The Notorious Bettie Page Reviews
Bettie Page was groundbreaking without realizing it. This film captures her innocent sweetness and unknowing naughty sexuality. While Page, with Irving Klaw and other photograthers, was groundbreaking, this film is not. It places her at the onset of the sexual revolution yet does not expound on that in any way. Its a straightforward story, not an in-depth sociological study.
It's a really well-meaning, but ultimately shallow film, and that's unfortunate. I liked that the film was rather classy, and kept from being too raunchy and exploitative, but at the same time, it feels a little safe, and they probably could have been edgier but still kept it pretty tasteless. I think a lot of the reasons for why the film falls short is that it really doesn't take risks, and has a pretty sketchy script. The film doesn't really give a lot of insights into the characters, it really skirts around some important aspects of her past (like an abusive marriage, childhood abuse, and a gang rape), and fails to incorporate these things into how they affected Page's later life. There's also not much of a character arc either, so the fact that she gives her career up to become a born again Christian seems far more striking than it should. The film shows how Bettie was clearly religious, even when she did risque modeling, but doesn't really provide a strong answer for why she gave it up.
With that out of the way, I can get to the praises I have. The costumes, set design, art direction, and cinematography are absolutely brilliant. The era really comes alive in super faithful recreations. It's shot in gorgeous black and white, with some selective use of color that's been altered to make it too appear as if it's from the time period. Best of all has to be the wonderful recreations of the famous photos and video clips. The DVD features include a short film of the actual Bettie, and it is amazing how accurate the film captured her and the era.
Of course, a major part of that success has to do with the casting and acting. Gretchen Mol is Page, and she is absolutely wonderful, and this is probably going to be her career defining role, and that'd be just fine. She perfectly captures Bettie's warmth, sweetness, sassiness, and naivete (indeed, the real Page never saw what she did as bad, and always treated the shoots, especially the bondage stuff, as just silly fun and make believe). She has the look down pat, and is the real reason to see the film, even if it isn't an overall success. The rest of the cast is decent, though overshadowed by Mol. My favorites have to be Chris Bauer and Lili Taylor as brother and sister duo Irving and Paula Klaw- the respectable business owners who did fetish shoots on the side. Cara Seymour is likewise good as fellow model Maxie, but in the end, this is truly Mol's movie.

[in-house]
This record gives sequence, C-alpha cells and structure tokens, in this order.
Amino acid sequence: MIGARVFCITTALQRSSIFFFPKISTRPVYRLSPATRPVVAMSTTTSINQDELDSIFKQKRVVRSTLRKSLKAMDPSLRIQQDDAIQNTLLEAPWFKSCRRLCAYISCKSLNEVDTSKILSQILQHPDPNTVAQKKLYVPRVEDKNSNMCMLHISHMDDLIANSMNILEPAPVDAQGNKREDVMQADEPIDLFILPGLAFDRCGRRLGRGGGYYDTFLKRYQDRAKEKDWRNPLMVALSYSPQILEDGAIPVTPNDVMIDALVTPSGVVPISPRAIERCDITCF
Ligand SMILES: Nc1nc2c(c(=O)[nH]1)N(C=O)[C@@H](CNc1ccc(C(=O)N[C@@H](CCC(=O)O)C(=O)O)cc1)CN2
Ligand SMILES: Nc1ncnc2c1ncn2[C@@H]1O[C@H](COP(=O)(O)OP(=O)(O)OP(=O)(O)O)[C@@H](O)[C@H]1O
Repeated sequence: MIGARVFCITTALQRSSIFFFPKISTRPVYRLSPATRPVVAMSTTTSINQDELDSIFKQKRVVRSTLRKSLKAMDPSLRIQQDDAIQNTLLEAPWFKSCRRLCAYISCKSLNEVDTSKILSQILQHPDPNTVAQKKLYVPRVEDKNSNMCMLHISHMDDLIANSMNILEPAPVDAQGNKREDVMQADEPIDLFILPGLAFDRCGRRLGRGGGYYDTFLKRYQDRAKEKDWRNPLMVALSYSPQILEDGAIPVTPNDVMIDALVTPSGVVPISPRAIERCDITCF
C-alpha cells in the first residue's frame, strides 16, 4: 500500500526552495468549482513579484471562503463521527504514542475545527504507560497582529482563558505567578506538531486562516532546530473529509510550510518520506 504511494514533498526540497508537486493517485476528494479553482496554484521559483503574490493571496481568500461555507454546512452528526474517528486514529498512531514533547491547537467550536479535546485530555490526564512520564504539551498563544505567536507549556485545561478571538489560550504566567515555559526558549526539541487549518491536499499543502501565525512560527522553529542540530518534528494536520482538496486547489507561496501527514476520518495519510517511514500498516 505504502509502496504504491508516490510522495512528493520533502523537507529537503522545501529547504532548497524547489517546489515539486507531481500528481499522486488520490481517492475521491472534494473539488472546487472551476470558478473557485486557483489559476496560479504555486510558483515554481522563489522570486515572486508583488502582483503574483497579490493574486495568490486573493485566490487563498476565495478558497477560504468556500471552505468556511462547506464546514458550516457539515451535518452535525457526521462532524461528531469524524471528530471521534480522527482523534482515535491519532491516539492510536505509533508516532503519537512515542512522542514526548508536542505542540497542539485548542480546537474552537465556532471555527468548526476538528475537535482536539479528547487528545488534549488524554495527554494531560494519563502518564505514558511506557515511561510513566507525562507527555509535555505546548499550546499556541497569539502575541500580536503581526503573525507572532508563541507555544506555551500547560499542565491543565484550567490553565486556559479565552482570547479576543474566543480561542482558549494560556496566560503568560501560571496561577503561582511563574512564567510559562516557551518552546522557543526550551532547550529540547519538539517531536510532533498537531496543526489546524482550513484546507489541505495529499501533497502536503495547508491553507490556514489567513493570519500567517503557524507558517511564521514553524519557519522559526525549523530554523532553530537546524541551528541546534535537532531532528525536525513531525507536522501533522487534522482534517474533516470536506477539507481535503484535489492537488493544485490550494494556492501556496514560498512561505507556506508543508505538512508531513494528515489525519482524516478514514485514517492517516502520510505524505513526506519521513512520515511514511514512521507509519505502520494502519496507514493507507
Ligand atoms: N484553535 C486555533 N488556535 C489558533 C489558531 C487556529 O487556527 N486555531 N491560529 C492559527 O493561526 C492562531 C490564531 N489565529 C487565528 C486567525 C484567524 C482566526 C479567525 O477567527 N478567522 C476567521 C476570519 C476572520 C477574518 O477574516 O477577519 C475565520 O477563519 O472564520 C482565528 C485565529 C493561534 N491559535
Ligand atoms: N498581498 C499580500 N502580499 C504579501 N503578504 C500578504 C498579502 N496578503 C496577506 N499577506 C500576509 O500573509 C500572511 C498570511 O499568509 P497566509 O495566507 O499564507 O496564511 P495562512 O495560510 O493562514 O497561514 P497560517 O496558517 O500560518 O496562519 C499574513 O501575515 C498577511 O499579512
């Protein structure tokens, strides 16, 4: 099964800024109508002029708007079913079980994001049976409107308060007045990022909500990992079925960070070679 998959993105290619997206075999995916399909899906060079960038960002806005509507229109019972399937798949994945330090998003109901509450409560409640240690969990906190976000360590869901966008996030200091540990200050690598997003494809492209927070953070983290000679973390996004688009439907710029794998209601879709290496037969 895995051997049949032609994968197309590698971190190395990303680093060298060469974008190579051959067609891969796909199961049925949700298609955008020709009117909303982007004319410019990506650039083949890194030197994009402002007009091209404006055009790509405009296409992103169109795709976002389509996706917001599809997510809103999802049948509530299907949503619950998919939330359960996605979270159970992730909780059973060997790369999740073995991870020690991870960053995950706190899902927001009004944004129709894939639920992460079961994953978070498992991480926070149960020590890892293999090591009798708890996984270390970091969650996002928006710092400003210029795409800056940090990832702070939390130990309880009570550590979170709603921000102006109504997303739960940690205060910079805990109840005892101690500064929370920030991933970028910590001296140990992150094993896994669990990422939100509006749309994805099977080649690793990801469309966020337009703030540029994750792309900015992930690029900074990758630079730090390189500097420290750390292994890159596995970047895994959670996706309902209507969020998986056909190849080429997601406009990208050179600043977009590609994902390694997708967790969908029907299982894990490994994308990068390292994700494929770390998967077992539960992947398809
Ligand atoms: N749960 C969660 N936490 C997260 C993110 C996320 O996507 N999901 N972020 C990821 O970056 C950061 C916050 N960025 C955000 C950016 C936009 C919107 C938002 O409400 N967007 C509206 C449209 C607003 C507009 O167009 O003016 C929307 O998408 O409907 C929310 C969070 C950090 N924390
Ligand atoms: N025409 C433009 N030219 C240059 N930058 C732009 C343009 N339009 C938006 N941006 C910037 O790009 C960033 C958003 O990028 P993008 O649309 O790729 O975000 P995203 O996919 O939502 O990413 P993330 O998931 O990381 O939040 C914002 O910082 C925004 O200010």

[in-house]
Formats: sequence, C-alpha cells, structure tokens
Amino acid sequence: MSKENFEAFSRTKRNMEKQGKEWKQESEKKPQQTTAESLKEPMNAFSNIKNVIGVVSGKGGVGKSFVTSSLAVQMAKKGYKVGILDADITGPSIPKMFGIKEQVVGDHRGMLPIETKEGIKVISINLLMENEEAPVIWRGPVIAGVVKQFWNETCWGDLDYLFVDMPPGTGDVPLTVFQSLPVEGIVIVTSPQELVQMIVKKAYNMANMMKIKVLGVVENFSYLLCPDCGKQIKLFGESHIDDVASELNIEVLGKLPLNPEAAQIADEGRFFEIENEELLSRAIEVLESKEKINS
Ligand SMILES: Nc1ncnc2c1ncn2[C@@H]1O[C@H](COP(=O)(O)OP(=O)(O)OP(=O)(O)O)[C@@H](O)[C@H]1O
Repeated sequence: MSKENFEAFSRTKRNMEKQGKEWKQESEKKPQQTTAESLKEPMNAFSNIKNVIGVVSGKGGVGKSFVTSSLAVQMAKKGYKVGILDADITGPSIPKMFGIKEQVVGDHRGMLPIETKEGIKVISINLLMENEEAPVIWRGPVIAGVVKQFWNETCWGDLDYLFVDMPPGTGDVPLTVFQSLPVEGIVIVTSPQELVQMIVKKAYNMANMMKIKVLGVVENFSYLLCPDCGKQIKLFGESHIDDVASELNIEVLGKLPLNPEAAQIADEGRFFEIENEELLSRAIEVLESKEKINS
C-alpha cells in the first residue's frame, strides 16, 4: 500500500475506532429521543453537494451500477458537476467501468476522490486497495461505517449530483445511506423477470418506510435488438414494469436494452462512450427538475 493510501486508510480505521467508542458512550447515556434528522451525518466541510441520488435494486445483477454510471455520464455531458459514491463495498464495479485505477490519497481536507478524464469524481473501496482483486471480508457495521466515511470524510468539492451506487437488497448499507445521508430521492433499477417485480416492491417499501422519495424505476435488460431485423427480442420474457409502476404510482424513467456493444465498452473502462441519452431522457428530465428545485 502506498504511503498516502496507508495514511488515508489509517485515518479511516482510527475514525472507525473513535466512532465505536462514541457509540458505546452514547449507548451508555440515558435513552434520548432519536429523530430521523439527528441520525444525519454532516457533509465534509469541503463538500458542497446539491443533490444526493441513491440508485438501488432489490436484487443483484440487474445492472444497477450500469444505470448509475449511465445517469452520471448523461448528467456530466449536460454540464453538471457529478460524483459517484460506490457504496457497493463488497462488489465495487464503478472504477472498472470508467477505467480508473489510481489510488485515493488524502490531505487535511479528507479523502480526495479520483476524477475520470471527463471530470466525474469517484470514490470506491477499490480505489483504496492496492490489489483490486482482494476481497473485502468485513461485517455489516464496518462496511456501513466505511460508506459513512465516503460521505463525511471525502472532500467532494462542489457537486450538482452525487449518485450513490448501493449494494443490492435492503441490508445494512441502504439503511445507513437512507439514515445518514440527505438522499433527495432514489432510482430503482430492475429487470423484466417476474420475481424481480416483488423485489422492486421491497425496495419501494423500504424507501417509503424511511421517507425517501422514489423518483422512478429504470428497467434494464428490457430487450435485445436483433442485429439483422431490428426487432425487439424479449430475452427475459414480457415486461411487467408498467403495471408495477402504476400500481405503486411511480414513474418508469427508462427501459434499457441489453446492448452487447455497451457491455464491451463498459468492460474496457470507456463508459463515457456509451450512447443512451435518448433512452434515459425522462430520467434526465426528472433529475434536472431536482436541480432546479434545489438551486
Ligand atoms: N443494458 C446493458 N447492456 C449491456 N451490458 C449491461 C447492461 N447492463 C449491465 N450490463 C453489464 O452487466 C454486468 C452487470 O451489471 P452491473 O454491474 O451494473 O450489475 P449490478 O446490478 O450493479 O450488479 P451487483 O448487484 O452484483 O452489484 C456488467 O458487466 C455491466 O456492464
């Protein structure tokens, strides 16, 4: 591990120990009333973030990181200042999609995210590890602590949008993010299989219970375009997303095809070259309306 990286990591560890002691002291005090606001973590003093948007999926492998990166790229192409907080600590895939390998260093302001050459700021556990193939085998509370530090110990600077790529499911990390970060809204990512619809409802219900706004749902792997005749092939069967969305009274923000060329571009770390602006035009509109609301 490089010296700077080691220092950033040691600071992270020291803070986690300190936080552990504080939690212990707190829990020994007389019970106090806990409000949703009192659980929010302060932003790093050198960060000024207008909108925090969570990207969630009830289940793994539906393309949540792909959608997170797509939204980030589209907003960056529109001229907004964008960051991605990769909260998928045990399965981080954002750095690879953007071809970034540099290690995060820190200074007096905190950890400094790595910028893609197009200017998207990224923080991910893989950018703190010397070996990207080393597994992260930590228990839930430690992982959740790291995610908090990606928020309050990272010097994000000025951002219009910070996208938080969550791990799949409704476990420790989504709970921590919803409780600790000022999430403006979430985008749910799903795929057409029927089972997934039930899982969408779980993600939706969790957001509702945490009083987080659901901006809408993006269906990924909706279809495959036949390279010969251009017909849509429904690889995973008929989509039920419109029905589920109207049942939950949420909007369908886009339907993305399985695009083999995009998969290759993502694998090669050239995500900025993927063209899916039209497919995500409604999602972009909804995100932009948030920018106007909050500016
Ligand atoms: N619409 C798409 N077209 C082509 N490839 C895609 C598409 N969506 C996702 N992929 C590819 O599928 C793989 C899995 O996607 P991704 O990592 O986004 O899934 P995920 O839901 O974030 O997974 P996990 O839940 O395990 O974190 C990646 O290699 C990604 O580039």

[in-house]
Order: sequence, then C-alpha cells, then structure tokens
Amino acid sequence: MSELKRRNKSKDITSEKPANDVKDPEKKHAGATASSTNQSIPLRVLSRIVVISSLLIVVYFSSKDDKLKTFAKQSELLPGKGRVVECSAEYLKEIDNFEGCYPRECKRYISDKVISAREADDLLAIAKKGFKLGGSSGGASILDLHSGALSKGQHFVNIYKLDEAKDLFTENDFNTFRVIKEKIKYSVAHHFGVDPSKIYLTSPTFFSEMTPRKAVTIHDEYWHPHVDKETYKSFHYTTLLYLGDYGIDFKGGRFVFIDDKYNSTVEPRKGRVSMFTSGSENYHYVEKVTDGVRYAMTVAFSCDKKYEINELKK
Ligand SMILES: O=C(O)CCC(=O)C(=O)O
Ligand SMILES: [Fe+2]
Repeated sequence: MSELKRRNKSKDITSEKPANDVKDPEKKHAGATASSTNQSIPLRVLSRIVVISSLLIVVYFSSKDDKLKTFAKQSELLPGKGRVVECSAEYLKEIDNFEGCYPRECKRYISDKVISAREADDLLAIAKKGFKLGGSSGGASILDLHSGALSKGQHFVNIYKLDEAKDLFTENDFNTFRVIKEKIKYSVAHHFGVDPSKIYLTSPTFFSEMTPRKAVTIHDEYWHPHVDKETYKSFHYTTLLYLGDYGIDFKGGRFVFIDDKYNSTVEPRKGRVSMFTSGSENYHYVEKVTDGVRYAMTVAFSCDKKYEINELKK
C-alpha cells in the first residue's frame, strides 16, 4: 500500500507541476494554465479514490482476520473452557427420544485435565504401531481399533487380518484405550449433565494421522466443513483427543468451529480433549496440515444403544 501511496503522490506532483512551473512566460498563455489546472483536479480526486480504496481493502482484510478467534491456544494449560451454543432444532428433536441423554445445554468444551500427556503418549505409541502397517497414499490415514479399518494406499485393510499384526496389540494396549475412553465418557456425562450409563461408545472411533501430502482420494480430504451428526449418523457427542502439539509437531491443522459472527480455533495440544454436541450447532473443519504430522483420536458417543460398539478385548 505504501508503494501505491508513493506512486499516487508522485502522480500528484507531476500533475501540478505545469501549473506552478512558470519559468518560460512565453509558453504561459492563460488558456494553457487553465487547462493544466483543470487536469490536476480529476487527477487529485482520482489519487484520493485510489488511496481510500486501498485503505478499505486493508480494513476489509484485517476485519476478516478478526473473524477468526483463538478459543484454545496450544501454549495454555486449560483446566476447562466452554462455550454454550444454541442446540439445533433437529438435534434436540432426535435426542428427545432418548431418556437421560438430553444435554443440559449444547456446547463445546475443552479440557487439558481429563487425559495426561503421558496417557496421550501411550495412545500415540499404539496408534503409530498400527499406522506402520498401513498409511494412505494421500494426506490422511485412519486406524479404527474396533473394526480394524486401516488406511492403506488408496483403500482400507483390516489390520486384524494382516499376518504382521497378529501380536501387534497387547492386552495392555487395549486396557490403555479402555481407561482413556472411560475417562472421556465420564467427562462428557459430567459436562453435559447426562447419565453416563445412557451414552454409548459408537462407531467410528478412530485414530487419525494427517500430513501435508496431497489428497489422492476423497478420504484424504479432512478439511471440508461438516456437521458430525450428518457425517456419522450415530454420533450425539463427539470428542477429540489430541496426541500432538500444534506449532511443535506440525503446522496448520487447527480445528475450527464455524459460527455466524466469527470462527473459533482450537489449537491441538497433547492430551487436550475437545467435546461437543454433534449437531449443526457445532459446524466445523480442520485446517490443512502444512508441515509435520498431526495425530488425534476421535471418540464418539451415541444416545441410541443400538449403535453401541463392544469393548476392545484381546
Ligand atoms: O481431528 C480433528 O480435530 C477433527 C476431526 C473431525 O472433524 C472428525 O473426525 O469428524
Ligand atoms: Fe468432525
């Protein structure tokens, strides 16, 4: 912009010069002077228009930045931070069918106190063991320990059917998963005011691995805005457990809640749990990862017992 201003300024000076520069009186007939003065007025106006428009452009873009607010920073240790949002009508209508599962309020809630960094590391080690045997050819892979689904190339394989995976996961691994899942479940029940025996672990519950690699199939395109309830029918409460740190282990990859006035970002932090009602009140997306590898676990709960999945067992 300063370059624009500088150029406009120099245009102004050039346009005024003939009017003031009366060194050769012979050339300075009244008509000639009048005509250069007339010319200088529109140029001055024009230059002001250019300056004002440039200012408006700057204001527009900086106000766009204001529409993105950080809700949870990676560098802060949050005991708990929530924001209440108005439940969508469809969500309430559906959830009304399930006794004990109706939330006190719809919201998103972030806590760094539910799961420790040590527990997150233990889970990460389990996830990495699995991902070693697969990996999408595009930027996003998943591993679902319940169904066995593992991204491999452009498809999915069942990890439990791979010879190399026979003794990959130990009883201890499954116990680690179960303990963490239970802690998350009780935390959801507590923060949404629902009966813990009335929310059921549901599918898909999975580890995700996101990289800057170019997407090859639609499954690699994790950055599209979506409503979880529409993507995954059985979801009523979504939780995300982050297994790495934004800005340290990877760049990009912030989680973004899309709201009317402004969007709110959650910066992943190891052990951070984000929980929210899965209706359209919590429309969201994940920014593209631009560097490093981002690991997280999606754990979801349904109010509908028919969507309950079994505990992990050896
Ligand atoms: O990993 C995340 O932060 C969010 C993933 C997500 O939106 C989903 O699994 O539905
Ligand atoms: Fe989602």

I did enjoy the movie, despite it's clear flaws and shortcomings. It does a lot of great things, even though it ultimately fails to totally satisfy. I sort of recommend it, if only for Mol and the technical stuff.
The tale opens with Bettie's post-childhood trauma years; she is shy and apprehensive, but easily charmed. This aspect of her is then manipulated by a group of horny college boys in order to gang-rape her. Some time after this ordeal, she finds that the highly taboo practice of S&M photoshoots could be for her. Instead of being some sort of vice or crutch to alleviate her distresses on, Page treats the topic as sweet 'n' light, agreeing that people enjoy seperate things; if anything she finds it amusing.
This is, the crux of Harron' story, that there need be no real connection between trauma and 'specialist' pornography. Sadism isn't necessarily the by-product of deviance, and it's her persuavive argument that allows the auidence to be comfortbaly on Bettie's side when the US clampdown on 'degradation' marked her out as public enemy no.1.
Harron's film is finely crafted with some superb camerwork, the majority of it in monochrome, intentionally mimicking old photographs, and the occaisonal vibrant colour used for Bettie's various magazine covers.
[font=Century Gothic]"The Notorious Bettie Page" is a pefectly adequate biopic that does not venture much below the surface. It does not do a very good job of explaining why Bettie Page is still a legend fifty years after her modeling career ended. Gretchen Mol gives an excellent performance, capturing the apparent contradictions of a nice person(she does not drink nor sleep around) who is also comfortable posing undressed.[/font]
[font=Century Gothic]The movie demolishes the notion of a connection between pornography and sexual assault. Page is sexually assaulted before she leaves Nashville but is treated kindly by the photographers and fetishists she meets in New York and Miami Beach.[/font]
[font=Century Gothic]The New York and Nashville sections of the movie were filmed in black and white while Miami Beach was filmed in color.(Not really like that in real life.) The movie has a nostalgiac tone, especially towards what could not be shown in those old photos. But you have to remember, that even the material that was not that racy had to be hidden from view and could not be sent through the mail. And I would much rather have everything out in the open where people can be open about their desires and can choose the explicitness of the images they view.[/font]